, NAIROBI Kenya, Jul 9 – The Kenya Wildlife Service and Kenya Revenue Authority have intensified the war on illegal trade in ivory and impounded another consignment weighing 3.2 tonnes at the port of Mombasa.
The consignment was intercepted in a 20-foot container awaiting shipment to Malaysia.
KRA Public Relations and Corporate Affairs officer Fatuma Yussuf said that the ivory tusks were packed in Kenya.
Speaking to the press, Yussuf said documents indicate that ivory was disguised as groundnuts, wrapped and some stashed in sacks.
“Some of the ivory weighs almost 60 kilograms an indication that they were hacking off ivory from big elephants,” she noted.
Arthur Tudor the director Kenya Wildlife Service’s Coastal region said the kind of ivory originated from elephants from the savannah that include Kenyan national parks and neighbouring countries .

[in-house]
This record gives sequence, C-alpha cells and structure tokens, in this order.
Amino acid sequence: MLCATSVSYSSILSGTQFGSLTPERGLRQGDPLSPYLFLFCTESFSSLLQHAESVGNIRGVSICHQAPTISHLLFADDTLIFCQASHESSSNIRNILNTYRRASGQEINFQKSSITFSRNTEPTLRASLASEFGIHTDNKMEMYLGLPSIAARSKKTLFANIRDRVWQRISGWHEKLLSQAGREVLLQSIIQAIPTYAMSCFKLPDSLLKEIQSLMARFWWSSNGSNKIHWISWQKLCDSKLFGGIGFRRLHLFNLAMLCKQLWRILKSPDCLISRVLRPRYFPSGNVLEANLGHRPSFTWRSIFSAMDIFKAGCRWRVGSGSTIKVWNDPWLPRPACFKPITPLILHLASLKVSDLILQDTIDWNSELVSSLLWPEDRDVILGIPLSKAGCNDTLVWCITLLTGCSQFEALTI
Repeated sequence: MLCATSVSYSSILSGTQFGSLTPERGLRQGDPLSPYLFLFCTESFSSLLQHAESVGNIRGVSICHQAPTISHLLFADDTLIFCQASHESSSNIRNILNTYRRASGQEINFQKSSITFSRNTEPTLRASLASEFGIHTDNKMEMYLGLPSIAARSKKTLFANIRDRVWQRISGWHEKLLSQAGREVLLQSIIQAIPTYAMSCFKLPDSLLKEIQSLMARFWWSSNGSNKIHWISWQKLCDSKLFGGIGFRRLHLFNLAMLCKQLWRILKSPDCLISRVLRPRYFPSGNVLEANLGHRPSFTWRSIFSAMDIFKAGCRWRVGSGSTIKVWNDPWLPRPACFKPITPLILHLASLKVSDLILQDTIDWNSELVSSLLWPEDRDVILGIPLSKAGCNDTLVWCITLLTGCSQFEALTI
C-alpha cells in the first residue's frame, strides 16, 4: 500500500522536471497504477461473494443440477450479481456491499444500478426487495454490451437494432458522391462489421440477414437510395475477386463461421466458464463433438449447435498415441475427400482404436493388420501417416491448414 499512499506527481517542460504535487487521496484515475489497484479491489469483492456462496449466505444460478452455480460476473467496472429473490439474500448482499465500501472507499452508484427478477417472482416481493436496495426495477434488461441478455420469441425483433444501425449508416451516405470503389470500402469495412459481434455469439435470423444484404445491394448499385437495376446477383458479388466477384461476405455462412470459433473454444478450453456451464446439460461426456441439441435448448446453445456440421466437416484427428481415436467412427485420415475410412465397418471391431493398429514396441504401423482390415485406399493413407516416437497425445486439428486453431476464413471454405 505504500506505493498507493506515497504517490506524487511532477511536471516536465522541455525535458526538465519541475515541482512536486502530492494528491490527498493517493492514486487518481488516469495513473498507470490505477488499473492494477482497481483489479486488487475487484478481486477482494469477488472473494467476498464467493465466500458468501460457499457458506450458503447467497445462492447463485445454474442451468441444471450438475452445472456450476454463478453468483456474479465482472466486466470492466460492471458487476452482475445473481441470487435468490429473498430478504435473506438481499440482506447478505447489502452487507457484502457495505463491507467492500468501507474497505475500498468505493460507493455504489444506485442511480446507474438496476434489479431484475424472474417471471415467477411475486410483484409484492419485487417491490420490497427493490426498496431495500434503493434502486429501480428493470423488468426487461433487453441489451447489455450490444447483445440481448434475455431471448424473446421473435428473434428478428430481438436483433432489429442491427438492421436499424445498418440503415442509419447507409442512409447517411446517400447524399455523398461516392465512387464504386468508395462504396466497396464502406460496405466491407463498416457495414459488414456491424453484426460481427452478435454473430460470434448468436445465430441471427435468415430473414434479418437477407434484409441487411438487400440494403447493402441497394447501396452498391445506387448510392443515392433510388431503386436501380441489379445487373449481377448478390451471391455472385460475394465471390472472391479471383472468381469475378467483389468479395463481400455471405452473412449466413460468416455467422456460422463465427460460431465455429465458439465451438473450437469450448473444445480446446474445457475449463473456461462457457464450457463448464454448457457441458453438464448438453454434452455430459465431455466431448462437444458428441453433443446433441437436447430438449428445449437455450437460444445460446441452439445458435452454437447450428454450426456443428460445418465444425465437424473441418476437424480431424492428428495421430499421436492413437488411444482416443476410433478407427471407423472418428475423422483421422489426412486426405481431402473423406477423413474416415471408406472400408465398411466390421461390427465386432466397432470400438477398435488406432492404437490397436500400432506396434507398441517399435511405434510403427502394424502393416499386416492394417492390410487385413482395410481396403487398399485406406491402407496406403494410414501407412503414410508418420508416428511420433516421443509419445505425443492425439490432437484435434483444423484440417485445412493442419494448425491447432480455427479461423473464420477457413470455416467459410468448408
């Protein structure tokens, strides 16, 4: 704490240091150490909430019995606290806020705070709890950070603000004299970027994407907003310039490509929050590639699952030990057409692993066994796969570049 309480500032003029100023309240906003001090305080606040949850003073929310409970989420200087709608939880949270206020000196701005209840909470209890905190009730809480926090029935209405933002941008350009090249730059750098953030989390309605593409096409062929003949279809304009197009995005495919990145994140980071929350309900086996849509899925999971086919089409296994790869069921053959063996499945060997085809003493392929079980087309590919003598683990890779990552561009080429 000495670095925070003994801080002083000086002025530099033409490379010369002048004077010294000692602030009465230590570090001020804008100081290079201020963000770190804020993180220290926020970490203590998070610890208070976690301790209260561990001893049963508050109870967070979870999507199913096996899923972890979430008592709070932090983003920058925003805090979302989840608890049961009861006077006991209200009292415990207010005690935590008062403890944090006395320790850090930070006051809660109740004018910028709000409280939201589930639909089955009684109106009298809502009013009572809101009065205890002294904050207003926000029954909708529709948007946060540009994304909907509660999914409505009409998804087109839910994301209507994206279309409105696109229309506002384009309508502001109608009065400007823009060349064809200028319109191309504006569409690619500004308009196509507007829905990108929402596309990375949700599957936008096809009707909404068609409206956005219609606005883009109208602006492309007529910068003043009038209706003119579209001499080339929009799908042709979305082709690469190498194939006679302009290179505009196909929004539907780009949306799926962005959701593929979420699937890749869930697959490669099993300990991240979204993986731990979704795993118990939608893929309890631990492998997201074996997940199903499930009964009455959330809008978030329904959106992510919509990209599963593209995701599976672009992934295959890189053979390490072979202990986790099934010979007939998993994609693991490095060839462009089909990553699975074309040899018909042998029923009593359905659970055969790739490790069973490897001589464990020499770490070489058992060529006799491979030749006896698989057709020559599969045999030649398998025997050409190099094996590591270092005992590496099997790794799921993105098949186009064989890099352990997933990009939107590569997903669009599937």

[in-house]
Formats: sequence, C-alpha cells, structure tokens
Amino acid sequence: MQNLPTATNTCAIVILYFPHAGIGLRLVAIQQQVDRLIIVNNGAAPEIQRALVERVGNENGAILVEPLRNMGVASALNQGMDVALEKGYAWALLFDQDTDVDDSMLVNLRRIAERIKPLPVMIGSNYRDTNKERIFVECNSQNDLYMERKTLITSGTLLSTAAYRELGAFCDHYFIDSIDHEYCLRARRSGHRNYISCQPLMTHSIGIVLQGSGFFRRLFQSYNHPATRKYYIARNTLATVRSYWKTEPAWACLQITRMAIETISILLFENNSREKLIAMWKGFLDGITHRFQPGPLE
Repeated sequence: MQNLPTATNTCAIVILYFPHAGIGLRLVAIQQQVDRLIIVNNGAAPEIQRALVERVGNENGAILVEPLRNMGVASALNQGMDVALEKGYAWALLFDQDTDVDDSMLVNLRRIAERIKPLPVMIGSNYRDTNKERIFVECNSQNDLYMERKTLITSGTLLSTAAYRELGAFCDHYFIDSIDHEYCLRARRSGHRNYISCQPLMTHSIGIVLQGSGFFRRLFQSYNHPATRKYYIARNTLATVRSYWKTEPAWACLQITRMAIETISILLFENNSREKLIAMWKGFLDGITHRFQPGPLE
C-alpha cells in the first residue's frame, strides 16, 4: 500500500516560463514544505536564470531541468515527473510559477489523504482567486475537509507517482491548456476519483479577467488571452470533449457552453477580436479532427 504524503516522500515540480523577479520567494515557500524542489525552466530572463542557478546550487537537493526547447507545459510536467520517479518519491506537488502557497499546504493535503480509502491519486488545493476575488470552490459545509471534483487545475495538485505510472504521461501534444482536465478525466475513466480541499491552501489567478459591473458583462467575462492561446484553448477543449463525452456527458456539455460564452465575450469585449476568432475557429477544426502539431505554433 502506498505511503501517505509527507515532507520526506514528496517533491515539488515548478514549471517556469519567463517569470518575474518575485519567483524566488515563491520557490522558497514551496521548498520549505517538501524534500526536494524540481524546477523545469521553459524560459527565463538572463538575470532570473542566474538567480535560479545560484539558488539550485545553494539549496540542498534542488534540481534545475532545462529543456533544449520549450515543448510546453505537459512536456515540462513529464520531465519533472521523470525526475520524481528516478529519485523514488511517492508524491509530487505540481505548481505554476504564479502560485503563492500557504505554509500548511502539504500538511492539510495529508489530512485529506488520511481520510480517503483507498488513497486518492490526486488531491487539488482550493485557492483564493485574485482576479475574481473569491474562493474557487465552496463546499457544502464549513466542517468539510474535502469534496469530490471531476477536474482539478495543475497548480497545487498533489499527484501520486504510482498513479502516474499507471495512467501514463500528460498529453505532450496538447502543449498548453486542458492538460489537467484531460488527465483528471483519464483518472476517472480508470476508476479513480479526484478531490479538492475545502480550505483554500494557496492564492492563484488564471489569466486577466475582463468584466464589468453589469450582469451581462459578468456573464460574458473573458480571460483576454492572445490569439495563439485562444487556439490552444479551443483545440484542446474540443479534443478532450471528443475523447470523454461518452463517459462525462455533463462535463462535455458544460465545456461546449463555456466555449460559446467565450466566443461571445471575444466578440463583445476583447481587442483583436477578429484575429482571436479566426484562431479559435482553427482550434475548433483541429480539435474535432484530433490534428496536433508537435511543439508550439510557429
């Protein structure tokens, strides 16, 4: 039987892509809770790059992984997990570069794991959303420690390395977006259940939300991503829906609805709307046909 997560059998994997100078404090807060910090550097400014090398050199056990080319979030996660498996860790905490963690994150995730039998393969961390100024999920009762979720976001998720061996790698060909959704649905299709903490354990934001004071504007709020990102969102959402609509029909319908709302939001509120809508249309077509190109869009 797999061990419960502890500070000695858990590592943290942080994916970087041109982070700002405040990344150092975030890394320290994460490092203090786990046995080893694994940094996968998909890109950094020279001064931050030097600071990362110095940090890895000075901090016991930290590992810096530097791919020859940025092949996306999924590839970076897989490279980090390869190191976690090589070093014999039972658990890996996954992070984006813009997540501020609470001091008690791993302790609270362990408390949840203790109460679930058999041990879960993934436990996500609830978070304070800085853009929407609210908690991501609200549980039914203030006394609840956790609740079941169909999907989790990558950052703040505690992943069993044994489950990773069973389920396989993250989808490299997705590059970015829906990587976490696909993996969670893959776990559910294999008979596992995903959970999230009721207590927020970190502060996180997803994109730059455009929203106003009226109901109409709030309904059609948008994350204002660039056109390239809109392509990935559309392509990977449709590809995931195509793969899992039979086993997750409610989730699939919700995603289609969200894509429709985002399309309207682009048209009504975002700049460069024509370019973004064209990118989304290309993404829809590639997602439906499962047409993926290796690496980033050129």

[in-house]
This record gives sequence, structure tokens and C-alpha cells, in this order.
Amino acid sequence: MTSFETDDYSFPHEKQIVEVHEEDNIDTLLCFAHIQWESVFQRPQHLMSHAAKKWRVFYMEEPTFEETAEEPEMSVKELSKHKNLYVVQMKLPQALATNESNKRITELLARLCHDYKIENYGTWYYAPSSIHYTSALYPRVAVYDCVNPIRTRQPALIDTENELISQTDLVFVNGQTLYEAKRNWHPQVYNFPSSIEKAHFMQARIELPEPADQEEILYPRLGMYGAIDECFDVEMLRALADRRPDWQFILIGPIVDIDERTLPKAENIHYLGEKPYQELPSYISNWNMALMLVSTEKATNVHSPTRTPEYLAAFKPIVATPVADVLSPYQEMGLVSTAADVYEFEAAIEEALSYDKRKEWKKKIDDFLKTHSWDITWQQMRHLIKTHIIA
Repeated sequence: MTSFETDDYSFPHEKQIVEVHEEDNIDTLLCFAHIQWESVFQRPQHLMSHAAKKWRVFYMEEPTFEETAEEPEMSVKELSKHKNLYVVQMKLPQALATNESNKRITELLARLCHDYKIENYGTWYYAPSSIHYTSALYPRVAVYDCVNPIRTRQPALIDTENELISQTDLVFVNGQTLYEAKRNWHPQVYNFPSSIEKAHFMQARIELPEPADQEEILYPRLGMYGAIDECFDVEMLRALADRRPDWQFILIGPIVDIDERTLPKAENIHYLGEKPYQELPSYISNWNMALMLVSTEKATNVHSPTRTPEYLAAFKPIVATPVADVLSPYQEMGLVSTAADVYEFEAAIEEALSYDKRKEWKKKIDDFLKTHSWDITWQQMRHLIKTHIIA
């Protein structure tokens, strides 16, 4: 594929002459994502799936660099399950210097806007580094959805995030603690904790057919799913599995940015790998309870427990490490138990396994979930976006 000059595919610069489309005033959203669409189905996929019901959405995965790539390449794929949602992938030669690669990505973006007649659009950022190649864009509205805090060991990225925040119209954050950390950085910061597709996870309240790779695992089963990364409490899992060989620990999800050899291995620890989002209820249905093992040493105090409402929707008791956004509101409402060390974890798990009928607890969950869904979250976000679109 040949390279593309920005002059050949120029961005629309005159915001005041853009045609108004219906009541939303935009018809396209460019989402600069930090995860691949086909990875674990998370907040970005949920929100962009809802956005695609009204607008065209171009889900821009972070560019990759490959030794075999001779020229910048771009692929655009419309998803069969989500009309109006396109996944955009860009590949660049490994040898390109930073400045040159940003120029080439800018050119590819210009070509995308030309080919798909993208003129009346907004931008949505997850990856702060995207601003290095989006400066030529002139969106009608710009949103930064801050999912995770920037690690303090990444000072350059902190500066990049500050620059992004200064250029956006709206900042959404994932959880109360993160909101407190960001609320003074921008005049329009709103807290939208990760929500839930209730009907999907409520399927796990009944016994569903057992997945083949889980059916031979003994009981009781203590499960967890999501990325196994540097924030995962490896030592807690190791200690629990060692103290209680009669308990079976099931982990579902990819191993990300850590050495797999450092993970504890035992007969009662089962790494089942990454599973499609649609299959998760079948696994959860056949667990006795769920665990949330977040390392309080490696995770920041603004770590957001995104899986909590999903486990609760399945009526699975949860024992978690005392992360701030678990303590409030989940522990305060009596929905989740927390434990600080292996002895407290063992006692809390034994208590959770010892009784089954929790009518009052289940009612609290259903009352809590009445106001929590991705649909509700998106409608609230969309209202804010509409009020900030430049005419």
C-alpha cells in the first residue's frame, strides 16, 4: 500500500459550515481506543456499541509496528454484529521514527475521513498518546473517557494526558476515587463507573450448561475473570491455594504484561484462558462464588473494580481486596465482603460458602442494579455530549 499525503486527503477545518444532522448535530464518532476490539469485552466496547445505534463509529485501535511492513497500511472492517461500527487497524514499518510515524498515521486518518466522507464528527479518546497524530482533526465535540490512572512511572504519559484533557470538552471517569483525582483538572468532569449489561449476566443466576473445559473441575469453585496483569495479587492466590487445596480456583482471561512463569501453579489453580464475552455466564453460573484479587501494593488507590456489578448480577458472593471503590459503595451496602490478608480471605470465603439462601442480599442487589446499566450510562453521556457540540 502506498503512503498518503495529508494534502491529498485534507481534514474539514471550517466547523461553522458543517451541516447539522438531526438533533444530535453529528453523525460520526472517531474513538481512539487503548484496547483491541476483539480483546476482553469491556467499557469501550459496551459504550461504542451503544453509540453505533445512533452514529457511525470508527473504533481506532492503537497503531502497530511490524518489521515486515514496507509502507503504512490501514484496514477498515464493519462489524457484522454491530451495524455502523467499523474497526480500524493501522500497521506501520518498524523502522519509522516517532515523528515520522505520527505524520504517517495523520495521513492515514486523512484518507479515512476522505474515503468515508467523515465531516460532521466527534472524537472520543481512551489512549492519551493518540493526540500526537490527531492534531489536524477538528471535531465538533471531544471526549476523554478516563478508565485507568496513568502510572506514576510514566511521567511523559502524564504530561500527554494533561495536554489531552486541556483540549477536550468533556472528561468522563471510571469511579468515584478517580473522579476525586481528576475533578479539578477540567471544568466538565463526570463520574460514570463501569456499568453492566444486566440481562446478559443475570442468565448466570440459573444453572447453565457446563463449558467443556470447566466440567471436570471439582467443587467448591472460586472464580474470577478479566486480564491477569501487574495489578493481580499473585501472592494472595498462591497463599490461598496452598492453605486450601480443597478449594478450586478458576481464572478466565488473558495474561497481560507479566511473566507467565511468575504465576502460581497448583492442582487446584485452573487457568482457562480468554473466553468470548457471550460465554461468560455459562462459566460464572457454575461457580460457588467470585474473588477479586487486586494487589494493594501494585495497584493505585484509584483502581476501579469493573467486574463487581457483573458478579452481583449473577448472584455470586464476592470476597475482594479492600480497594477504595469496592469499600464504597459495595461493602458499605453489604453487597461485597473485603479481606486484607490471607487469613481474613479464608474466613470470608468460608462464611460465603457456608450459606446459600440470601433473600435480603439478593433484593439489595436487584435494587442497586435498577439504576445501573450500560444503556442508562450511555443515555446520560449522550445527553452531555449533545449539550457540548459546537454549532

“This is the largest consignment of ivory to be seized this year. We have intensified our operation by collaborating with other security agencies including KRA to curb smuggling of ivory,” Tudor affirmed.
Speaking to Capital FM News, Kenya Wildlife Service spokesman in Mombasa Paul Mbugua said the ivory weighed 3,287kgs.
“The ivory weighing 3,287.21kilogrammes comprised 382 whole pieces and 62 cut pieces. The consignment had been declared as 240 bags of groundnuts. About the value we do not have since this black market… we don’t have a fixed price for ivory.”
Warning poachers he said: “We have already stepped up the fight against poaching.”
Police are investigating the exporter, Fresh Produce Company based in Nairobi, the consignee Hai Chauna enterprise in Malaysia and the clearing agent SeaFate Freight based in Mombasa in-connection with the seizure.
On Tuesday last week more than 775 pieces of ivory estimated to be worth Sh29 million were also impounded at the port of Mombasa.
The ivory was hidden among dry fish maw in a container from Uganda destined for Malaysia.
A combined force of KRA, Kenya Wildlife Service, Port Police and the Kenya Ports Authority intercepted the 1,476.4 kilos in a 20-foot container.
KRA Deputy Commissioner in charge of Port Operations John Changole revealed that officers started tracking the suspicious container since June 13 when it entered at the Malaba border after the details declared became suspect.